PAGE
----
Improvement of Fluid Balance in Patients Undergoing Surgery of the Colon and Rectum (HOC)

The recruitment status of this study is unknown because the information has not been verified recently.
Verified September 2011 by Maastricht University Medical Center.
Recruitment status was  Recruiting
Sponsor:
Information provided by (Responsible Party):
Maastricht University Medical Center
ClinicalTrials.gov Identifier:
NCT01175317
First received: July 29, 2010
Last updated: September 21, 2011
Last verified: September 2011

July 29, 2010
September 21, 2011
April 2010
July 2012   (final data collection date for primary outcome measure)
Difference in peak value of I-FABP [ Time Frame: 1 hour postoperatively ] [ Designated as safety issue: No ]

Intestinal-Fatty Acid Binding Protein (a marker of intestinal damage) is measured in plasma.

The primary outcome measure is the difference in peak values of I-FABP between the control group and the intervention group.

Same as current
Complete list of historical versions of study NCT01175317 on ClinicalTrials.gov Archive Site
  • L-FABP [ Time Frame: Every 30 minutes intraoperatively; every 60 minutes during the first 10 hours postoperatively; daily during 5 days postoperatively. ] [ Designated as safety issue: No ]
    Liver-Fatty Acid Binding Protein (another, but less specific marker of intestinal damage) is measured in plasma.
  • CO2 gap [ Time Frame: Every 15 minutes intraoperatively; every 60 minutes in the first 10 hours postoperatively. ] [ Designated as safety issue: No ]
    The CO2 gap (difference arterial pCO2 and pCO2 of the stomach lumen) reflects global intestinal perfusion status and is measured every 15 minutes intraoperatively and every 60 minutes during the first 10 hours postoperatively.
Same as current
Not Provided
Not Provided
 
Improvement of Fluid Balance in Patients Undergoing Surgery of the Colon and Rectum
Does Hemodynamic Optimization During and After Colorectal Surgery Result in Improved Intestinal Perfusion, Sustained Intestinal Barrier and Improved Postoperative Recovery?

58 patients undergoing surgery of the large bowel are divided into two groups. The control group will receive standard care. The intervention group will receive standard care plus optimization of the blood circulation based on in- or decrease of the output of the heart. Between group differences are measured primarily by markers of intestinal damage in plasma and urine. Also CO2 pressure in the stomach lumen is measured (reflecting blood supply to the gut).

The investigators hypothesize that the intervention group will have less intestinal damage, improved blood supply to the bowel and improved recovery of the operation compared to the control group.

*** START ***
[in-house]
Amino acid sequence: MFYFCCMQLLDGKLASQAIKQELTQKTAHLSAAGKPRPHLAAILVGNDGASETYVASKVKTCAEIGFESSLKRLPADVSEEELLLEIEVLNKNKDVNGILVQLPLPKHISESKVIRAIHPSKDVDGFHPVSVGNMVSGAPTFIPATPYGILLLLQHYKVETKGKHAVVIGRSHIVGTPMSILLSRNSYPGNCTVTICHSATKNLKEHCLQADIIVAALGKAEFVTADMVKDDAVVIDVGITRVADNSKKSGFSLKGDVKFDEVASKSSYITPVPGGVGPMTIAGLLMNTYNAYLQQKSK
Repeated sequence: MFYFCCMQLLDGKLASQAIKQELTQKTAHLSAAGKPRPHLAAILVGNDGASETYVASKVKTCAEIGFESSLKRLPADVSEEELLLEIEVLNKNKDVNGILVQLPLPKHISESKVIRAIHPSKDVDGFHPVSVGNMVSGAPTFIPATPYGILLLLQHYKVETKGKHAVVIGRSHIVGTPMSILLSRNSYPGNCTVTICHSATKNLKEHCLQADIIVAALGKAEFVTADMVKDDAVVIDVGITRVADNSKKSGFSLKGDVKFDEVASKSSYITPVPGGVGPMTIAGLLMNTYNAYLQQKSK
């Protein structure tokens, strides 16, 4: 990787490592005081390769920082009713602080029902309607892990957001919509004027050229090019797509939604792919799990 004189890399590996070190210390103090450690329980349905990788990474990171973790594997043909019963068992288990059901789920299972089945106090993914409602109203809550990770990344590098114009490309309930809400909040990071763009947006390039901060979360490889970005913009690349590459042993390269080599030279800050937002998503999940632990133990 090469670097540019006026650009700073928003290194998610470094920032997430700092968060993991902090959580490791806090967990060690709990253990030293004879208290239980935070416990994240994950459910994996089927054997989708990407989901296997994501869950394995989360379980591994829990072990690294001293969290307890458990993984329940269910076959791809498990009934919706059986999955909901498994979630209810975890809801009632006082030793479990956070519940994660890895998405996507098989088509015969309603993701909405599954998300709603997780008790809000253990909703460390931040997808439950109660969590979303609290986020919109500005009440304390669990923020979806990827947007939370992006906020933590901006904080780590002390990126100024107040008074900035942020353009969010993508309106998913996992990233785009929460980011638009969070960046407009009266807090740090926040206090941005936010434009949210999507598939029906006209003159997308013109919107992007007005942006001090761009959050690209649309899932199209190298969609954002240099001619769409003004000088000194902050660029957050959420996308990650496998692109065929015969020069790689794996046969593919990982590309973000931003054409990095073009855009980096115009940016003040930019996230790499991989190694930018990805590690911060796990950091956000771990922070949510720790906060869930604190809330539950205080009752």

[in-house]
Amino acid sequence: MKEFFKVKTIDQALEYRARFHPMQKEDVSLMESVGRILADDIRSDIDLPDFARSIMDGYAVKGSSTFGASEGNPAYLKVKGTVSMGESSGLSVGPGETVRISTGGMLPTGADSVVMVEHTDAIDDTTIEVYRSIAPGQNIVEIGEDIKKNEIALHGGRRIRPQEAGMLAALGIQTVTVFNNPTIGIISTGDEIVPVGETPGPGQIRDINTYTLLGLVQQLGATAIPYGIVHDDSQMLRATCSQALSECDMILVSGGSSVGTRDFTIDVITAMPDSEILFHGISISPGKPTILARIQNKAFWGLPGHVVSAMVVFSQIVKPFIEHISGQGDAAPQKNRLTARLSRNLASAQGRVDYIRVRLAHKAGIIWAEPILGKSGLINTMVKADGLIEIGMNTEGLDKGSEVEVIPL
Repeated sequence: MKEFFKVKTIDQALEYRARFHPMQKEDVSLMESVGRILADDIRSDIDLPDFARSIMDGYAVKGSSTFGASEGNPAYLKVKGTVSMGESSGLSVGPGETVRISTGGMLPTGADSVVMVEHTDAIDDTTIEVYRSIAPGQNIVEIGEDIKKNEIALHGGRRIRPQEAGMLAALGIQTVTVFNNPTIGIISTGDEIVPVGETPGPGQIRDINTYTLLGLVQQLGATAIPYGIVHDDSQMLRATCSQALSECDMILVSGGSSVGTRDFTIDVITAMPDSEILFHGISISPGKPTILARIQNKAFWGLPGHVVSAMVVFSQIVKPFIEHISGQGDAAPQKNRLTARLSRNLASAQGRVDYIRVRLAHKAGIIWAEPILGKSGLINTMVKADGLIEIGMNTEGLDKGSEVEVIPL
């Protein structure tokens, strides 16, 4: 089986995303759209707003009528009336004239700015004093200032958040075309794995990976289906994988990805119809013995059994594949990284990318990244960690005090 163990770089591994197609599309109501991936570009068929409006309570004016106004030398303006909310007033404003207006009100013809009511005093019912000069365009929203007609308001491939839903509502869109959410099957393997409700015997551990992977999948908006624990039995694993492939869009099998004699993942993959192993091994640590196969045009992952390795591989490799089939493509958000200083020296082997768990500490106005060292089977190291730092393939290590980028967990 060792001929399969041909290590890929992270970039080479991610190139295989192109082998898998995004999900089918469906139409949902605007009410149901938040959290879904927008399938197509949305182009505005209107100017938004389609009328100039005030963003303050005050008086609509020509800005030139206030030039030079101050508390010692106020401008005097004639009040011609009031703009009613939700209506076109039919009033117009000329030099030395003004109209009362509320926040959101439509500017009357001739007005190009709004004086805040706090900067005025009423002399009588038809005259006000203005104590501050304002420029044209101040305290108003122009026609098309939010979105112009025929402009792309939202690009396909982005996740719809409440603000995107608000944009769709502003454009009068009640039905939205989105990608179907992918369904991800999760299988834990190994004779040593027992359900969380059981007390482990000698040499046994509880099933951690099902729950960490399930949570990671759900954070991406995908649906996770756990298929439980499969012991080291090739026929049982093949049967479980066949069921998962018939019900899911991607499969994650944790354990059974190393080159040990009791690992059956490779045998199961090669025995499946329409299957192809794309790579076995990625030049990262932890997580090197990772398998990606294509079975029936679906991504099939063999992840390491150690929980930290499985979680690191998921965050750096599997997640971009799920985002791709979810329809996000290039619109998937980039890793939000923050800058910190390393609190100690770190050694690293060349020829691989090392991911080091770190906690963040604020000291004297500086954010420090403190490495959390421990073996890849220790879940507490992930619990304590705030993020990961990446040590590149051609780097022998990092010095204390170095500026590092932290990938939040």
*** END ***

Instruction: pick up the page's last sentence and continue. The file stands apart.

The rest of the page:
Not Provided
Interventional
Phase 4
Allocation: Randomized
Intervention Model: Parallel Assignment
Masking: Single Blind (Subject)
Primary Purpose: Treatment
Colorectal Surgery
  • Procedure: Goal-directed fluid optimization
    Fluid administration and optimization based on cardiac output findings during surgery and during the first 8 hours of the postoperative phase.
  • Other: Control group.
    Fluid regimen based on expertise anaesthesist.
  • Experimental: Group 2
    Fluid administration and optimization based on cardiac output findings during surgery and during the first 8 hours of the postoperative phase.
    Intervention: Procedure: Goal-directed fluid optimization
  • Group 1
    Fluid regimen based on expertise anaesthesist.
    Intervention: Other: Control group.
Not Provided

*   Includes publications given by the data provider as well as publications identified by ClinicalTrials.gov Identifier (NCT Number) in Medline.
 
Recruiting
58
Not Provided
July 2012   (final data collection date for primary outcome measure)

Inclusion Criteria:

  • All patients undergoing elective colorectal surgery with anastomosis;
  • Minimum age 18 years;
  • Giving informed consent.

Exclusion Criteria:

  • Other causes of intestinal damage: eg. IBD, occlusive disease;
  • Steroid use;
  • Esophageal varices and other esophageal disease;
  • Aortic valve disease.
Both
18 Years and older
No
Contact: Kostan W Reisinger, MD +31433882125 k.reisinger@maastrichtuniversity.nl
Netherlands
 
NCT01175317
MEC 09-2-089
Yes
Maastricht University Medical Center
Maastricht University Medical Center
Not Provided
Study Director: Maarten F Von Meyenfeldt, MD, PhD Maastricht University Medical Center
Study Director: Martijn Poeze, MD, PhD Maastricht University Medical Center
Study Director: Geerard L Beets, MD, PhD Maastricht University Hospital
Study Director: Wim A Buurman, PhD Maastricht University
Maastricht University Medical Center
September 2011

ICMJE     Data element required by the International Committee of Medical Journal Editors and the World Health Organization ICTRP